Big Green activists say anything other than solar panels and bird-butchering wind turbines would not be “sustainable”. Like climate change, “sustainability” is infinitely elastic and malleable, making it a perfect weapon for anti-development activists. Whatever they support is sustainable. Whatever they oppose is unsustainable. To them, apparently, the diseases and death tolls are sustainable, just, ethical and moral. Whatever they advocate also complies with the “precautionary principle”. Whatever they disdain violates it. Worse, their perverse guideline always focuses on the risks of using technologies – but never on the risks of not using them. It spotlights risks that a technology – coal-fired power plants, biotech foods or DDT, for example – might cause, but ignores risks the technology would reduce or prevent.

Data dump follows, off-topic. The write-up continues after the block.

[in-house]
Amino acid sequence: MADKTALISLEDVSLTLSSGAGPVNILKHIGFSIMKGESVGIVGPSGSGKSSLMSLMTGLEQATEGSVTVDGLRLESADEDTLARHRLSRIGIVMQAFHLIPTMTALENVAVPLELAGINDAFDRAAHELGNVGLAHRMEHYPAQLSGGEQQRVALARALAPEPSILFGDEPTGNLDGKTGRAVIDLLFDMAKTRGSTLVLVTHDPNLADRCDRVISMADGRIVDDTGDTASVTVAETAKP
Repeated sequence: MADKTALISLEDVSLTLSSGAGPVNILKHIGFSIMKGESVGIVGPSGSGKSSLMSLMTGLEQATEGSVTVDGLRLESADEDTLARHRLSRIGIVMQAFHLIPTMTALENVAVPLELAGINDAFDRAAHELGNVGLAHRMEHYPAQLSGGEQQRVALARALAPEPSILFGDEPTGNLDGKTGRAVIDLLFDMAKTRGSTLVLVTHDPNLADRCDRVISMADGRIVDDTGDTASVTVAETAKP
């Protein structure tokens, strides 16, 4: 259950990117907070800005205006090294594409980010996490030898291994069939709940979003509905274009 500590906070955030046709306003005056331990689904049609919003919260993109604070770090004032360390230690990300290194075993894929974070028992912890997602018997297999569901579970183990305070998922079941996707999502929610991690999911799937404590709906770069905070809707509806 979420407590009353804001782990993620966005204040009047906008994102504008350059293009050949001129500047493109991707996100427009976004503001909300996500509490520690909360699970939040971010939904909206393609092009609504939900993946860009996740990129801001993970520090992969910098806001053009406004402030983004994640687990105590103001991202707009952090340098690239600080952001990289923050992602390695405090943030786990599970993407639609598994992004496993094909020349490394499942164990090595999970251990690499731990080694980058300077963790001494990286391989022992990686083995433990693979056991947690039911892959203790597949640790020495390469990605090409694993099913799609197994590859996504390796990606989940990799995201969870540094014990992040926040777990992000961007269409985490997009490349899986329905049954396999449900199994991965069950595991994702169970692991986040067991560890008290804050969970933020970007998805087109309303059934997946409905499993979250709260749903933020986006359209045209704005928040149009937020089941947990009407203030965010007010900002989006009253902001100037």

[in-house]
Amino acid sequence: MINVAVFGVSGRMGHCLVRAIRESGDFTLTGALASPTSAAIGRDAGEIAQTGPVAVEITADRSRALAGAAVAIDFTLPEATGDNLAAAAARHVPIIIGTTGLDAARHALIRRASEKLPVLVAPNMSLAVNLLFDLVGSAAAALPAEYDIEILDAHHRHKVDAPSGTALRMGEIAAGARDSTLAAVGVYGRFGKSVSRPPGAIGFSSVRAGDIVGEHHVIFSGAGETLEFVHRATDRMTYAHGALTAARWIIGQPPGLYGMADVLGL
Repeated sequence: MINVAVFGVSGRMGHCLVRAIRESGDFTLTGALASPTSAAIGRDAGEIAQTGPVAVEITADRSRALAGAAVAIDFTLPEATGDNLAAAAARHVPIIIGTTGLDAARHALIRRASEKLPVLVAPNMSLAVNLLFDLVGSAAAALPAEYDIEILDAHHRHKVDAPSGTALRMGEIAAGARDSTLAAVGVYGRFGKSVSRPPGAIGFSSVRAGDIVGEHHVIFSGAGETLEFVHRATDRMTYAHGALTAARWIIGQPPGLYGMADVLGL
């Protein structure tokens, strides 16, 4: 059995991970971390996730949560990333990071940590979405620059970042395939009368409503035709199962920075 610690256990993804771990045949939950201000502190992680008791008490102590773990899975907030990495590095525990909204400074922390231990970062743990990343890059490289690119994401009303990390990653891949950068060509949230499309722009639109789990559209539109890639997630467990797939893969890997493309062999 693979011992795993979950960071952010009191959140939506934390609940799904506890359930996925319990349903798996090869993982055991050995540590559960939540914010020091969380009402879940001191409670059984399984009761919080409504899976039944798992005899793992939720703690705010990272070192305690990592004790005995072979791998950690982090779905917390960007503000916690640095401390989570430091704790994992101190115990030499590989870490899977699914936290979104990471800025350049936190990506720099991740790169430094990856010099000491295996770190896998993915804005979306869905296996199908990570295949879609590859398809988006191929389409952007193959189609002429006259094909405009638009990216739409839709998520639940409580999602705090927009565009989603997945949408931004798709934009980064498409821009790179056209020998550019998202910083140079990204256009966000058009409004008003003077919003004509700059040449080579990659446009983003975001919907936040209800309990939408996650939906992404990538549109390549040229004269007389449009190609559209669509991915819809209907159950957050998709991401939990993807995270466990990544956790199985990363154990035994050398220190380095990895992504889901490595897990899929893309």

We quote an article by Paul Driessen at Canada Free Press:

Fossil fuel and insurance company executives “could face personal liability for funding climate denialism and opposing policies to fight climate change”, Greenpeace recently warned several corporations. In a letter co-signed by WWF International and the Center for International Environmental Law, the Rainbow Warriors ($155 million in 2013 global income) suggested that legal action might be possible.

Meanwhile, the WWF ($927 million in 2013 global income) filed a formal complaint against Peabody Energy for “misleading readers” in advertisements that say coal-based electricity can improve lives in developing countries. The ads are not “decent, honest and veracious”,  as required by Belgian law, the World Wildlife ethicists sniffed. Other non-governmental organizations (NGOs) make similar demands. …

They are demands which – we ardently hope – will rebound in their green faces.

In fact, the rebounding has begun.